Despite recent revisions and improvements of a number of core PEFC standards, Greenpeace and eight other NGOs find that the PEFC system does not provide sufficient assurance of responsible forest management.
A new report jointly released by nine leading NGOs – including Climate for Ideas, the Netherlands Center for Indigenous People and Greenpeace – questions the validity of the PEFC scheme as a sustainable forestry assurance scheme.
Based on studies covering thirteen countries, it concludes that the PEFC scheme does not consistently deliver key social and environmental benefits normally associated with sustainable forest management. The findings are summarised in the report On the ground 2011: The controversies of PEFC and SFI.
The report presents findings from fourteen on the-ground studies and eight procedural case studies.
Thirteen countries are covered: Sweden, Finland, Czech Republic, USA, Canada, Malaysia, Australia, Chile, Spain, France, Germany and Indonesia.
Field performance in focus
The NGOs find that on-the-ground practices certified to PEFC standards in these countries do not consistently deliver key benefits normally associated with sustainable forestry, including: the protection of critical forest ecosystems, wildlife and habitats; consideration of forest-dependent local and indigenous communities; and protection against conversion and degradation of natural forest.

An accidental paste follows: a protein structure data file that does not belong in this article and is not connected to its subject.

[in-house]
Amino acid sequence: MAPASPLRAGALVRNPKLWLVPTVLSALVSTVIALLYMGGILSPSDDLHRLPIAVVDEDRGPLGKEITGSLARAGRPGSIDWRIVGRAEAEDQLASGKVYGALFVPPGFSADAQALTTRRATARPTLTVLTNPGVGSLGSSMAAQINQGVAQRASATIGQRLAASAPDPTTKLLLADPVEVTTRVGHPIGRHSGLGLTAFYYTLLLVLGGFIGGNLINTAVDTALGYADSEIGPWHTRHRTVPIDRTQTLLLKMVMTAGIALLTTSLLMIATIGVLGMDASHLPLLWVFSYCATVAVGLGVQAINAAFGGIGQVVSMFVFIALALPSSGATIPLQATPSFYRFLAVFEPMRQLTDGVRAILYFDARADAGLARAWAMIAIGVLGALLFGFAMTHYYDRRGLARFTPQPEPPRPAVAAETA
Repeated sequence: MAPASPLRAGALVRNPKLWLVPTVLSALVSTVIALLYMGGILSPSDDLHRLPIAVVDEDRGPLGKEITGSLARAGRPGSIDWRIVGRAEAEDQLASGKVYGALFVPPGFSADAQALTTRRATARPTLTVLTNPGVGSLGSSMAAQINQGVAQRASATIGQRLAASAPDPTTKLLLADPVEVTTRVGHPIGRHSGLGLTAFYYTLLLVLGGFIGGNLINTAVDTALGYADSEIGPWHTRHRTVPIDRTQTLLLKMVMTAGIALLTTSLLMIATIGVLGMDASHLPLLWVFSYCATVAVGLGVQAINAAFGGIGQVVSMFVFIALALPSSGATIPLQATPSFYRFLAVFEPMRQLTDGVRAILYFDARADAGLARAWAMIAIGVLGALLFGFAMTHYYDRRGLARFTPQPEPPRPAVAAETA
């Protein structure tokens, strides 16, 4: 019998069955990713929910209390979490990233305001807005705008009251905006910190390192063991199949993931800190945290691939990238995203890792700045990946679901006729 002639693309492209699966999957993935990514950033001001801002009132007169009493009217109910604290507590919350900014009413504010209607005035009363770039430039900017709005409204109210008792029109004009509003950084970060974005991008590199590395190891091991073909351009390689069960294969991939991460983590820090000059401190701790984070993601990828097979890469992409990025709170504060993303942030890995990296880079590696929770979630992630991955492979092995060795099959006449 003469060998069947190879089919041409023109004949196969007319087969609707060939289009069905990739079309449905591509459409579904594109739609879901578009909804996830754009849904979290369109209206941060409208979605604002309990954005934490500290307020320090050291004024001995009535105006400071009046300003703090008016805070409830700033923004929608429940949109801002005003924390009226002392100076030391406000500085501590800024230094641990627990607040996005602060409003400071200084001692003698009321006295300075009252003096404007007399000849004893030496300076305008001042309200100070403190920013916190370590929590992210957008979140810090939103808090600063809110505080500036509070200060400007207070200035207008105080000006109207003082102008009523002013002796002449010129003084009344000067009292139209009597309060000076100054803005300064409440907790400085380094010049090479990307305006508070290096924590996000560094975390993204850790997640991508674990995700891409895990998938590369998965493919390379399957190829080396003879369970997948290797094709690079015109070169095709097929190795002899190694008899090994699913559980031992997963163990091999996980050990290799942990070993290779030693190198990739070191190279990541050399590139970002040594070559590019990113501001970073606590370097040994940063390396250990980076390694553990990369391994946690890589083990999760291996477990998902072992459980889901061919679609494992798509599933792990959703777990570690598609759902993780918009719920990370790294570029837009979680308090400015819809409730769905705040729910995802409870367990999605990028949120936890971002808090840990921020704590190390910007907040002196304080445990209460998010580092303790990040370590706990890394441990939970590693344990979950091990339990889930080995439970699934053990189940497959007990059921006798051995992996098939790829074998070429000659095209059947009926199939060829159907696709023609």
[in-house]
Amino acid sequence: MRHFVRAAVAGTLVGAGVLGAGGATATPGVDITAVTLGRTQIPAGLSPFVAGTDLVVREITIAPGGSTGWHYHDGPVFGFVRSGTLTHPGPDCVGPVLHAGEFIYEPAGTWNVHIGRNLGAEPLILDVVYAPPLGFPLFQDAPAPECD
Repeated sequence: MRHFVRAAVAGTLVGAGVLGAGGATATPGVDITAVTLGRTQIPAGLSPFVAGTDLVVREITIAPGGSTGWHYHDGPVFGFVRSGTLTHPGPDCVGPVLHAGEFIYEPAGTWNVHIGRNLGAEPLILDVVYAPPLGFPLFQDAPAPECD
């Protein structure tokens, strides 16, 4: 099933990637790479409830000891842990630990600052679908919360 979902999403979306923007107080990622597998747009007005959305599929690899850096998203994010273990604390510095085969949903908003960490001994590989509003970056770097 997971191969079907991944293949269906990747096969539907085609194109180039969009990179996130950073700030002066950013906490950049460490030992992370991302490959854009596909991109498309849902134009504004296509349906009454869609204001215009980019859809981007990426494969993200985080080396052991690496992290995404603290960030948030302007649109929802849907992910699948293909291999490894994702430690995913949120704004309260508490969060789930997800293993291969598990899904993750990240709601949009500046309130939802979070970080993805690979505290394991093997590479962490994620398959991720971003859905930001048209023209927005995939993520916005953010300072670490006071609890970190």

The report further concludes that “the principal drivers for PEFC’s current weaknesses include weak standards, weak governance, poor or non-existent stakeholder consultation, a lack of transparency, an inadequate dispute resolution system and audit practices that cannot meet the expectations of a system for ensuring practices on the ground meet even the current weak standards”.
The NGOs stress that the report does not constitute an analysis of PEFC standards. The study has been carried out to determine whether PEFC meets buyers’ and stakeholders’ expectations on the ground – the ultimate measure of credibility for any forest certification scheme.
PEFC and SFI response
PEFC has rejected the main allegations made in On the Ground 2011 and responded to the criticism in a document entitled “The controversy of Greenpeace et al”. Additionally, the single largest PEFC-endorsed scheme SFI has published its own response, also rejecting the criticism raised by the NGOs.
The report was jointly released by nine NGOs: Climate for Ideas (United Kingdom), Forests of the World (Denmark), Dogwood Alliance (United States), Hnutí DUHA (Friends of the Earth Czech Republic), Les Amis de la Terre (Friends of the Earth France), Greenpeace, Sierra Club of British Columbia, Suomen Luonnonsuojeluliitto (Finnish Association for Nature Conservation), Netherlands Centre for Indigenous People.